The Institute for the Study of War and AEI's Critical Threats Project conducted an intensive multi-week exercise to frame, design, and evaluate potential courses of action that the United States could pursue to defeat the threat from ISIS and al Qaeda in Iraq and Syria. This first report examines America’s global grand strategic objectives as they relate to ISIS and al Qaeda and considers the nature of those enemy groups in depth and in their global context.
The Syrian regime and its allies launched a major, multi-pronged offensive in Aleppo Province on October 15 in order to bolster the regime's foothold in Aleppo City. Both Russia and Iran likely aim to enable Syrian President Bashar al-Assad to reassert control over Syria’s largest city given the heavy involvement of their military forces in these operations.
The U.S. cannot drive a wedge between Russia and Iran in the near term. Tehran and Moscow share regional and global interests across the Middle East, North Africa, Caucasus, and Central Asia. Their common interests and overarching objective of expelling the U.S. from the Middle East will likely bind Iran and Russia together into an enduring partnership.
The Syrian Kurdish-led Syrian Democratic Forces (SDF) have seized the majority of ISIS-held territory in the eastern countryside of ar-Raqqah and is positioned to complete the isolation of the city in coming months. The U.S.’s main partners in Syria, the SDF and Turkey, are competing to lead the next phase of operations to seize ar-Raqqah City and thereby solidify their influence over post-ISIS governance.
The U.S.-led coalition’s fight against ISIS in Syria is in jeopardy as Turkey threatens an offensive against the U.S.’s primary partner force on the ground, the Syrian Democratic Forces. Turkey has stated its intent to shift its focus from ISIS to the Syrian Kurds after the seizure of the ISIS-held town of al Bab in Northern Aleppo Province, which ISW forecasts is likely in the coming weeks.
Russia resumed its aggressive air campaign in northern Syria in a renewed attempt to defeat the acceptable opposition and coerce the integration of its remaining fighters into Salafi-jihadi groups, demonstrating its unfitness to serve as a U.S. counter-terrorism partner.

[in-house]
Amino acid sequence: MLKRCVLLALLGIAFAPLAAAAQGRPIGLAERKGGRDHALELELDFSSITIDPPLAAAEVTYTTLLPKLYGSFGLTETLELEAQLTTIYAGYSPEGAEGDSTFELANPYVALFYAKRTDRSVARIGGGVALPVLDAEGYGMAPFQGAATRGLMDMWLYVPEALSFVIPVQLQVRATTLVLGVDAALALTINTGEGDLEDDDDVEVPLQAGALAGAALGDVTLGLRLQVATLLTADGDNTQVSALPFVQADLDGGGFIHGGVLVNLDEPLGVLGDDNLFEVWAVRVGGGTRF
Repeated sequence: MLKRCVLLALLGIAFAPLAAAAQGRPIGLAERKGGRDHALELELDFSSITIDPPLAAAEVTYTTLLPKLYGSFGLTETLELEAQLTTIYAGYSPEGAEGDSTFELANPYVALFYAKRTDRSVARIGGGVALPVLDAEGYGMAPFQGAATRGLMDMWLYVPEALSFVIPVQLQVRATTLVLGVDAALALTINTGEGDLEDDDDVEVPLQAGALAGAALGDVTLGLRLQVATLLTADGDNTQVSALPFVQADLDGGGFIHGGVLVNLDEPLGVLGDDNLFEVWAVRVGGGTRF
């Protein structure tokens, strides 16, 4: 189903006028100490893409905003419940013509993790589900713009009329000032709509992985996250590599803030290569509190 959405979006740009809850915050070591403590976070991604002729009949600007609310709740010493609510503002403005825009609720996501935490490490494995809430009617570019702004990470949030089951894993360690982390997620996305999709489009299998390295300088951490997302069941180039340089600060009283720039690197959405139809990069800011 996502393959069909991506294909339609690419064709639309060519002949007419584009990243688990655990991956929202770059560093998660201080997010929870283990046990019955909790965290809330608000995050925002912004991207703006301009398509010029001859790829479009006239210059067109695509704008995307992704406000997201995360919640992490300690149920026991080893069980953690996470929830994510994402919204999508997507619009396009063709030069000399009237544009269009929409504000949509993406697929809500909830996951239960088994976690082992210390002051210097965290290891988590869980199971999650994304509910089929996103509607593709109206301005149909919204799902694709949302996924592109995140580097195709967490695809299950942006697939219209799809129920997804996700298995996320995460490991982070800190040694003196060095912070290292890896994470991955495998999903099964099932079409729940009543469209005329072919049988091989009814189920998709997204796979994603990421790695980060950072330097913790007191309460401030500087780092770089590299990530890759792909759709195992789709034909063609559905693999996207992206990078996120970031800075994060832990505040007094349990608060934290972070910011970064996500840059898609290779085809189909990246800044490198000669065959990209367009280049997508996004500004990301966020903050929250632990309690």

Russia shifted the focus of its air campaign to Eastern Syria from January 14 – 25 in order to counter a major offensive by ISIS in Deir ez-Zour City. Nonetheless, the dramatic surge in strikes against ISIS in Syria represents an attempt by Russia to maintain its strategic interest in bolstering the claim of Syrian President Bashar al-Assad to all of Syria rather than an opportunity to serve as a reliable counter-terrorism partner.
The U.S. is proceeding with an emergent strategy to retake ar-Raqqah City from ISIS. The composition of forces and the contours of future operations to clear ISIS from the city remain undecided, despite ongoing operations by the SDF to isolate the city. Both Turkey and the SDF continue to apply pressure on the U.S.-led coalition to exclude the other in any future capture and governance of ar-Raqqah City. The U.S. nonetheless moved forward with operations to isolate the city in early November to apply dual pressure to ISIS amidst an ongoing campaign to seize Mosul from ISIS in Iraq.
ISIS recaptured the historic city of Palmyra in Eastern Homs Province on December 11 following the withdrawal of pro-regime forces, marking the first seizure of a major urban center by ISIS in Iraq and Syria since ISIS